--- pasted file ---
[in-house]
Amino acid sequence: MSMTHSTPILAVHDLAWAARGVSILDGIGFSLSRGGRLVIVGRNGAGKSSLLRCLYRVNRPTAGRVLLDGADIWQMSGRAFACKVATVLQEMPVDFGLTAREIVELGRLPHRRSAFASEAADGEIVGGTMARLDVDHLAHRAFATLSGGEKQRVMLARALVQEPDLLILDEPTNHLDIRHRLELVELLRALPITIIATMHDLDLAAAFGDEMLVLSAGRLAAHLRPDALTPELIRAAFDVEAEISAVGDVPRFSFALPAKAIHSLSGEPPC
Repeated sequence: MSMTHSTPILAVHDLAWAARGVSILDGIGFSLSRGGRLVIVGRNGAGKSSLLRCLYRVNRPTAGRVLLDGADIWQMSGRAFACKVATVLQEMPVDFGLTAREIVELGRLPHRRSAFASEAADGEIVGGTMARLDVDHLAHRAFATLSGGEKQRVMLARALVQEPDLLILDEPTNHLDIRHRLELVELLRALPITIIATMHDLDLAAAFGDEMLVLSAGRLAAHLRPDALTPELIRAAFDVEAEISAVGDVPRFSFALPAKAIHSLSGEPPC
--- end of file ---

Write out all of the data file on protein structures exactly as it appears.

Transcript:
[in-house]
Amino acid sequence: MSMTHSTPILAVHDLAWAARGVSILDGIGFSLSRGGRLVIVGRNGAGKSSLLRCLYRVNRPTAGRVLLDGADIWQMSGRAFACKVATVLQEMPVDFGLTAREIVELGRLPHRRSAFASEAADGEIVGGTMARLDVDHLAHRAFATLSGGEKQRVMLARALVQEPDLLILDEPTNHLDIRHRLELVELLRALPITIIATMHDLDLAAAFGDEMLVLSAGRLAAHLRPDALTPELIRAAFDVEAEISAVGDVPRFSFALPAKAIHSLSGEPPC
Repeated sequence: MSMTHSTPILAVHDLAWAARGVSILDGIGFSLSRGGRLVIVGRNGAGKSSLLRCLYRVNRPTAGRVLLDGADIWQMSGRAFACKVATVLQEMPVDFGLTAREIVELGRLPHRRSAFASEAADGEIVGGTMARLDVDHLAHRAFATLSGGEKQRVMLARALVQEPDLLILDEPTNHLDIRHRLELVELLRALPITIIATMHDLDLAAAFGDEMLVLSAGRLAAHLRPDALTPELIRAAFDVEAEISAVGDVPRFSFALPAKAIHSLSGEPPC